Before joining Fox in 2011, Mr. Rubenstein was Executive Vice President of Marvel Entertainment’s Global Digital Media Group. During his tenure, he led strategic global digital initiatives related to websites, digital comics, games, digital video distribution, and launched the award-winning Marvel Digital Comics iPad app.

Mr. Rubenstein joined Marvel after more than 12 years at Sony, most recently as Executive Vice President, Content Strategy and Acquisitions. In that position, Mr. Rubenstein led the organization’s acquisition of content for all Sony devices and negotiated global content deals with major networks, movie studios, game companies and music labels. While at Sony, he also developed worldwide digital marketing, product and distribution strategy for Sony Pictures, and oversaw the rapid growth of sonypictures.com, which ultimately became a top 10 entertainment site. In addition, he led the establishment of Movielink, a first-of-its-kind online, video on-demand service, and managed the digital growth of the studio’s most important brands, including Wheel of FortuneJEOPARDY! and Seinfeld.

Mr. Rubenstein holds a B.A. in Management Science from the University of California, San Diego and has an M.F.A. from the Peter Stark Producing Program at the University of Southern California. He is a member of the Academy of Motion Pictures Arts and Sciences, the Academy of Television Arts and Sciences and the Producers Guild of America. In addition to awards for his work from Clio, Promax, Key Art, the Webby Awards, and others, Mr. Rubenstein has twice appeared on The Hollywood Reporter’s “Digital Power 50” list and has also been featured on the PGA’s “Digital 50” list, which recognizes new media innovators.

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Ricardo Marques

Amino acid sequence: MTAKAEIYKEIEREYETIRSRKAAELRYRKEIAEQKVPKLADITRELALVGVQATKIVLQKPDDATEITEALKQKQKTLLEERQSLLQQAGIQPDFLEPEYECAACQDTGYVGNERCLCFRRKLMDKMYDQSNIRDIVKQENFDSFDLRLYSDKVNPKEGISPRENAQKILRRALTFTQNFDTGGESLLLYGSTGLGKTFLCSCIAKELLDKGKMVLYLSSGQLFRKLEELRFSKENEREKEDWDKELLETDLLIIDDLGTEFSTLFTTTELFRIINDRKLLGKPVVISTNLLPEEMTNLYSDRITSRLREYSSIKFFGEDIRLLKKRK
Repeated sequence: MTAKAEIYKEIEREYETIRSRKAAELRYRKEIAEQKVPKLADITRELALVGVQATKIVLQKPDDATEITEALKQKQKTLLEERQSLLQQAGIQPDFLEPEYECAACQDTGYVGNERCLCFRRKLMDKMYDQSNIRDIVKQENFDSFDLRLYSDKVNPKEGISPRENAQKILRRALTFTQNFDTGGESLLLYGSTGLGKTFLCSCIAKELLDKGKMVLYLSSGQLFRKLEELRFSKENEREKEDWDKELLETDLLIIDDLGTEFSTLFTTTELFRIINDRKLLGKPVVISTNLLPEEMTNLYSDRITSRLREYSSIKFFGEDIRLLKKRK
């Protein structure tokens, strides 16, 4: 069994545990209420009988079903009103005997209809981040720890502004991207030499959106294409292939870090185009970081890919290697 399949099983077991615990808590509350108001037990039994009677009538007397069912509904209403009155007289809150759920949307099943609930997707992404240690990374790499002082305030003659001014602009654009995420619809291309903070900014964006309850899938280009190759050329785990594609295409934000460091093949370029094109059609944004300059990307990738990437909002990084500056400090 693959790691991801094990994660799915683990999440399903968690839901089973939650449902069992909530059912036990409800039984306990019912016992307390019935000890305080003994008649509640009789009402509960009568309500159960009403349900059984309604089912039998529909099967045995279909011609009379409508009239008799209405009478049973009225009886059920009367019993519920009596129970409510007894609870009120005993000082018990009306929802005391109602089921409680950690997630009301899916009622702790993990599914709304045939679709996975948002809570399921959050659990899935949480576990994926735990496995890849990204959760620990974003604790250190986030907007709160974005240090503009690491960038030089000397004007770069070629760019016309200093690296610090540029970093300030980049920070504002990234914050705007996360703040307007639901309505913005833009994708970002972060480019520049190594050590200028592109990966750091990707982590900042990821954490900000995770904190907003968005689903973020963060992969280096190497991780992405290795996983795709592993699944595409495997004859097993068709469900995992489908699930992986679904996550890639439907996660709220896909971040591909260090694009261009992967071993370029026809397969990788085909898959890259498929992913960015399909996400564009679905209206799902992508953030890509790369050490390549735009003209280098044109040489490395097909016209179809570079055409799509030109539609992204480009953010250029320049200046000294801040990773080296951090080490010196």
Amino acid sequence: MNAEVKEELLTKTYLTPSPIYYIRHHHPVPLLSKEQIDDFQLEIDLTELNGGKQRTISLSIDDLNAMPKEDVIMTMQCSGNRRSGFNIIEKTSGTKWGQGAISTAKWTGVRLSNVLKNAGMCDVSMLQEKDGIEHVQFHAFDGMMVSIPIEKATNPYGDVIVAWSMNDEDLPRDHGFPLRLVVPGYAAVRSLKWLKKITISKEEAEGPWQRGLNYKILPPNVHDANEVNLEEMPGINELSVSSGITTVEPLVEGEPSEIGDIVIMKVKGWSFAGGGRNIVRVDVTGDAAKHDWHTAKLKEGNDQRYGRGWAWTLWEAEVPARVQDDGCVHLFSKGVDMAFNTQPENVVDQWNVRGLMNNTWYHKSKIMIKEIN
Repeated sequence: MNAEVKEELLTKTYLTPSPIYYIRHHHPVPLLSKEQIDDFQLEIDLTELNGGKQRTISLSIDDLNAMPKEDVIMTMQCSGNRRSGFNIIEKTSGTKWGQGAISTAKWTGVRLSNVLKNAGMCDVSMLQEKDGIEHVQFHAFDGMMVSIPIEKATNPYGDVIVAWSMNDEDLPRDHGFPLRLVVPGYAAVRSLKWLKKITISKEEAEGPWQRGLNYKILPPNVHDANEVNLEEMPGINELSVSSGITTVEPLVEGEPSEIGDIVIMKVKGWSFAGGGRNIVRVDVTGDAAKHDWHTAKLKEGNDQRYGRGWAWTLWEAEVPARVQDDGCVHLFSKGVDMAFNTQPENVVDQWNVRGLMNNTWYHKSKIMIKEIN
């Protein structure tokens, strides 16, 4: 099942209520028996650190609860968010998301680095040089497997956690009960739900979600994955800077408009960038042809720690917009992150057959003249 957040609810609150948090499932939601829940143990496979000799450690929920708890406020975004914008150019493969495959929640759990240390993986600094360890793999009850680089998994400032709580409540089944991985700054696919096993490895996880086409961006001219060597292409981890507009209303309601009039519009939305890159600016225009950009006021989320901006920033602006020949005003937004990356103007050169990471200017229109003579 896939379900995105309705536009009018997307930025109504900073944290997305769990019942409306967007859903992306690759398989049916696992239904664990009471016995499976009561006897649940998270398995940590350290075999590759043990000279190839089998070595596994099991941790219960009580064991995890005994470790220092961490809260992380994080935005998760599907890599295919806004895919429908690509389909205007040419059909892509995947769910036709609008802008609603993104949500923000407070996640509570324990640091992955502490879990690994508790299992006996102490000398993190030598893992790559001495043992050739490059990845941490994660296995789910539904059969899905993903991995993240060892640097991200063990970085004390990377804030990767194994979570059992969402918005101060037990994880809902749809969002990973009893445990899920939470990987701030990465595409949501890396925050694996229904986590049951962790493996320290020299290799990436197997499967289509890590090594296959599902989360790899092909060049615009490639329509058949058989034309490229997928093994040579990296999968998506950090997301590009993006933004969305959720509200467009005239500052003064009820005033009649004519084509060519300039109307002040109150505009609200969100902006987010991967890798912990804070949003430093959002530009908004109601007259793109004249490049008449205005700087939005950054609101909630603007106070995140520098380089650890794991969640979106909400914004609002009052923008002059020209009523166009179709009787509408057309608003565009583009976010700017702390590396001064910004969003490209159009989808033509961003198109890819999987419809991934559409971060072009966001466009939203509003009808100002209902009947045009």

Ricardo Marques

VP Marketing Budweiser, Anheuser-Busch InBev

Alegra O'Hare

Alegra O'Hare

VP Brand Communications, adidas Originals and Style

Liz Matthews

Liz Matthews

Senior Vice President Global Brand and Creative, Dell

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Full speaker list • Full conference agenda • Audience breakdown

Kristi Argyilan

Kristi Argyilan

Senior Vice President, Media, Guest Engagement & Measurement, Target

Mary Ann Reilly

Mary Ann Reilly

SVP of North America Marketing, Visa

Quinn O'Brien

Quinn O'Brien

Vice President, Global Brand Marketing, Lenovo

Tracy Harlow

Tracy Harlow

Vice President, Digital Strategy & Brand Engagement , Walmart

Amy Weisenbach

Amy Weisenbach

Vice President, Brand Marketing, NY Times

Alison Herzog

Alison Herzog

Director, Global Social Business & Digital Strategy , Dell

Luis Spencer Freitas

Luis Spencer Freitas

Digital Marketing Director , Pernod Ricard USA

Ellen Gerstein

Ellen Gerstein

Head of Content, Pfizer

Casey Hall

Casey Hall

Director, Social Media, Thomson Reuters

Paul Price

Paul Price

Group CEO, CoCreativ

Tamara Alesi

Tamara Alesi

VP, Head of Performance Marketing, Birchbox

John Wall

John Wall

Vice President Content & Creative, QVC

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Full speaker list • Full conference agenda • Audience breakdown

Brian Border

Brian Border

‎Vice President of CRM, Shutterfly

Monica Wiant

Monica Wiant

Vice President and Social Media Manager, U.S. Bank

Brian Kraemer

Brian Kraemer